A schoolboy who has raised thousands of pounds for charity despite his own health problems is the youngest person to be recognised in the New Year Honours list.
Ibrahim Yousaf, 13, known as ‘Ibby’, is the youngest person in the country named in the New Year Honours list, and one of a number of community heroes across Greater Manchester to be honoured.
As well as Ibby, we tell the story of a former council worker who set up a charity to help young people after losing his job, and a mum who helped turn around a failing swimming club.
Ibby spends much of his free time trying to raise money for eleven different charities in his home town of Oldham .
They include Oldham Food Aid, Dr Kershaw’s Hospice and Maggie’s cancer support.
Ibby rallies fundraising efforts via his Twitter account @sugs75, finding sponsors and organising bake sales, and also donates all the money he gets given for his birthday, pocket money or Eid.
His efforts are all the more remarkable because Ibby suffers a serious health condition and requires frequent visits to Royal Manchester Children’s Hospital .
But rather than accept a treat for himself, Ibby wants others to get a helping hand first.
He started his Twitter account last year and with the help of his parents now has more than 700 followers.
“He didn’t celebrate his 13th birthday,” said his mum Sugs.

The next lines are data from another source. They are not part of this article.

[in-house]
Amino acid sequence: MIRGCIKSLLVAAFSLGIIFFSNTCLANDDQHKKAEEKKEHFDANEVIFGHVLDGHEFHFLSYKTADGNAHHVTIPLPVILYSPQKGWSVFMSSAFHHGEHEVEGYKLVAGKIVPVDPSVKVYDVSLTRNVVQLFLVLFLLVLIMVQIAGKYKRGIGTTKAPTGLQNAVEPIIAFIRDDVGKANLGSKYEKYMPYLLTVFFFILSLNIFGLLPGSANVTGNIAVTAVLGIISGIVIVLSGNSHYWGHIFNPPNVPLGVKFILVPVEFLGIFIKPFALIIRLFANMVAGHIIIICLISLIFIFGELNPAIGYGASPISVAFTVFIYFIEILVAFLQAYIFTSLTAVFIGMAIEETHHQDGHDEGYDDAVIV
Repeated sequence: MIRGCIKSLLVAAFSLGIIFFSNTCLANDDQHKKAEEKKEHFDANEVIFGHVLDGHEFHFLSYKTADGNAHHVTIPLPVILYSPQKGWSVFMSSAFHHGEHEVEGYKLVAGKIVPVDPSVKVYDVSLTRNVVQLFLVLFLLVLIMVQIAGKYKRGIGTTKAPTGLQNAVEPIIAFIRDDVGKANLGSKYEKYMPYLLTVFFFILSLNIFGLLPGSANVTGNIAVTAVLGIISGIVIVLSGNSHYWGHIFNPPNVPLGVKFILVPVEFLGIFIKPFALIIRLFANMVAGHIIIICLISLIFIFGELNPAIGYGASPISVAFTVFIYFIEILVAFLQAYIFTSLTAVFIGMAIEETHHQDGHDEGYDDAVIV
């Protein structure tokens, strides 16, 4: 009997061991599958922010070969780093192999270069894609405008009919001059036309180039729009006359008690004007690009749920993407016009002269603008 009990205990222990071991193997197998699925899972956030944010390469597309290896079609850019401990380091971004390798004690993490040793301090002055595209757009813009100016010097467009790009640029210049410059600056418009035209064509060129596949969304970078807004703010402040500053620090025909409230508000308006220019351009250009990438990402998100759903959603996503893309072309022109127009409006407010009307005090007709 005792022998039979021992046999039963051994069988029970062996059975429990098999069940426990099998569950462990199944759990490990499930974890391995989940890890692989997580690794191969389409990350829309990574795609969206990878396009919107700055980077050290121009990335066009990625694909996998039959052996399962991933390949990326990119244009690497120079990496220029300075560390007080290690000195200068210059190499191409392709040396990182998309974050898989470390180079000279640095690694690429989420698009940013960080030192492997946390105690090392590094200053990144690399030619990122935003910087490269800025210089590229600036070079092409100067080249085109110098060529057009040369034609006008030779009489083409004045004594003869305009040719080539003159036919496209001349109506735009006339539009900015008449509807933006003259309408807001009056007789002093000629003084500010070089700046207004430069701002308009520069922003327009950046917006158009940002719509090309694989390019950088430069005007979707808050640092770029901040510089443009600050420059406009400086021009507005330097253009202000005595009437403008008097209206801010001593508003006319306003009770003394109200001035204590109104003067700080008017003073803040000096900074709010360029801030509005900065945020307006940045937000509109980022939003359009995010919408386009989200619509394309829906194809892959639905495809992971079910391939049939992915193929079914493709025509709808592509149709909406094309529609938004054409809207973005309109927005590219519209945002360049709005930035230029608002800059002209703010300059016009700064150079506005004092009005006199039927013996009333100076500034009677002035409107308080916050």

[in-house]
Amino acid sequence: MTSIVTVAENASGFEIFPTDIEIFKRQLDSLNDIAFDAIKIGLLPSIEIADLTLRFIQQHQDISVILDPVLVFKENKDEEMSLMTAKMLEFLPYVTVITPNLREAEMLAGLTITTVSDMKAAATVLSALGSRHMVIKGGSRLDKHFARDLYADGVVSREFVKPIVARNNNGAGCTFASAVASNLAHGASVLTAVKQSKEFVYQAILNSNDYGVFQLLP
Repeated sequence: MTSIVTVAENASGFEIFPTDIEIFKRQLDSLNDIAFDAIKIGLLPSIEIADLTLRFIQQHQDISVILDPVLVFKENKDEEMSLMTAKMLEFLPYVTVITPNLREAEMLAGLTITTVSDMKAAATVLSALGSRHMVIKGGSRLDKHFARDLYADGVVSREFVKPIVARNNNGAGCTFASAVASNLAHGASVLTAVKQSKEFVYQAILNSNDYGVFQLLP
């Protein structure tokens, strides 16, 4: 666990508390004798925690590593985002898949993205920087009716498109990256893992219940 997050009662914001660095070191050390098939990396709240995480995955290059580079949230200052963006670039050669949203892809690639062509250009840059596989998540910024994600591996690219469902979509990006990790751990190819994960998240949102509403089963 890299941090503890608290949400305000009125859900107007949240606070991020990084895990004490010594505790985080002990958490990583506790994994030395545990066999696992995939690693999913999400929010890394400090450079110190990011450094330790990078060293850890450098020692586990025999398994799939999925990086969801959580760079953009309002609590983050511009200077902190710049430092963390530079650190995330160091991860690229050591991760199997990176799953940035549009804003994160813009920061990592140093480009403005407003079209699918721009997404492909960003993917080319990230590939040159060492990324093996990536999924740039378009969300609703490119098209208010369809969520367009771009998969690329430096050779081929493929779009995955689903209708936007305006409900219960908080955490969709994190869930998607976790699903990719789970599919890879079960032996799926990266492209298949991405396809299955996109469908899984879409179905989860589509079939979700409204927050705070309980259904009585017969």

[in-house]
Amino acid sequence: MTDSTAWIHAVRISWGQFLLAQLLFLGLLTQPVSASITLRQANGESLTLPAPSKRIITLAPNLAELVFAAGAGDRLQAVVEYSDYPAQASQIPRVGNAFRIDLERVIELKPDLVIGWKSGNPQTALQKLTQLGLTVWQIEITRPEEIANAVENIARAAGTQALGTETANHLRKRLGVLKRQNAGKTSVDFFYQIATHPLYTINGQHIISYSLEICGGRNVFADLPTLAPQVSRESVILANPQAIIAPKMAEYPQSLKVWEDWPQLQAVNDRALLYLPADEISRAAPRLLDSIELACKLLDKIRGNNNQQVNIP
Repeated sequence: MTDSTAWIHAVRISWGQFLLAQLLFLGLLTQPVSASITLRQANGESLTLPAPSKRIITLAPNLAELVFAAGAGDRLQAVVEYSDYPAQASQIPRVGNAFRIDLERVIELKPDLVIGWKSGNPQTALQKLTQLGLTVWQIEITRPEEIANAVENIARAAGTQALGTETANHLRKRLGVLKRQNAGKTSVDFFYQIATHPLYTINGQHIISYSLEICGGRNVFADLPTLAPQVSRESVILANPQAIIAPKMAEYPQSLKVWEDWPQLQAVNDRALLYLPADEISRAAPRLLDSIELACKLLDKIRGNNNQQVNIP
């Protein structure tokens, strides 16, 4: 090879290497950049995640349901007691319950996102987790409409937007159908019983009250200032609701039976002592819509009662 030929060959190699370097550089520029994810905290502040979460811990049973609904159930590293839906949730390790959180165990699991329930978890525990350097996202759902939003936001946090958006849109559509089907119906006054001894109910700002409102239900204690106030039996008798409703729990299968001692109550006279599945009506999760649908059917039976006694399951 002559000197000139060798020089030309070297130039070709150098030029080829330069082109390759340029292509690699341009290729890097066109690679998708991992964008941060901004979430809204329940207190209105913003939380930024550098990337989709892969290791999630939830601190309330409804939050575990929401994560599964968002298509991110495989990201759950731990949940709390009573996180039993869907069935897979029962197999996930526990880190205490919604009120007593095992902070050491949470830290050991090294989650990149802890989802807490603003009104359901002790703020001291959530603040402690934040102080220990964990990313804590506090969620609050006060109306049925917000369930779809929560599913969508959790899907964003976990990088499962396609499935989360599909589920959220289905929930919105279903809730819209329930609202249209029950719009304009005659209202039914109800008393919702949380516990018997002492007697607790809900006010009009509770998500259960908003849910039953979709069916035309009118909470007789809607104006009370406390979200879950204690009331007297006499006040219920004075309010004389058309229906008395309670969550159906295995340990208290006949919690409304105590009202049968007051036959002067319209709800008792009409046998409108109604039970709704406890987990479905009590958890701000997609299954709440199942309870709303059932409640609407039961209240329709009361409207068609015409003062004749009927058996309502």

“He didn’t want to – he said, rather than have a party or get presents, he wanted to donate everything to charities.
“That’s the sort of young man he is.”
In the past eighteen months, Ibby has raised £600 for Royal Manchester Children’s Hospital, £1,300 for Maggie’s and more than £2,000 for other local charities such as the Oldham Mayor’s Charity.
Now Ibby has been recognised for his selflessness with a British Empire Medal award in the New Year’s honours list.
Reacting, Ibby said: “I am in absolute shock and overwhelmed that I have been given this honour.
“I know there are far more people that are deserving of this honour more than me, especially my charities who help so many people they are the real stars.
“But I know this will mean so much to my charities and my amazing home town of Oldham.
“All I ask is for everyone to please support and follow them.
“My charities are Royal Manchester Children’s Hospital Charity, Maggie’s Oldham, Oldham Foodbank, Spoons Charity, Dr Kershaw’s Hospice, Mahdlo’s, Real Change Oldham, Oldham Street Angels, Action Fund Oldham, Ukeff & Team Hill.”
In 2011 when local authority funding cuts were starting to bite, Nick Buckley worked for Manchester Council and was offered redundancy.
He decided to take a risk and accept, using the money to start his own charity The Mancunian Way.
It focuses on early intervention with young people in the toughest parts of Greater Manchester, steering them away from crime and anti-social behaviour and towards positive aspirations.
Whether its delivering hard-hitting messages about the realities of prison, or organising work experience and exciting employers like the Hilton Hotel or Manchester Airport, Nick’s charity has forged a ground-breaking path.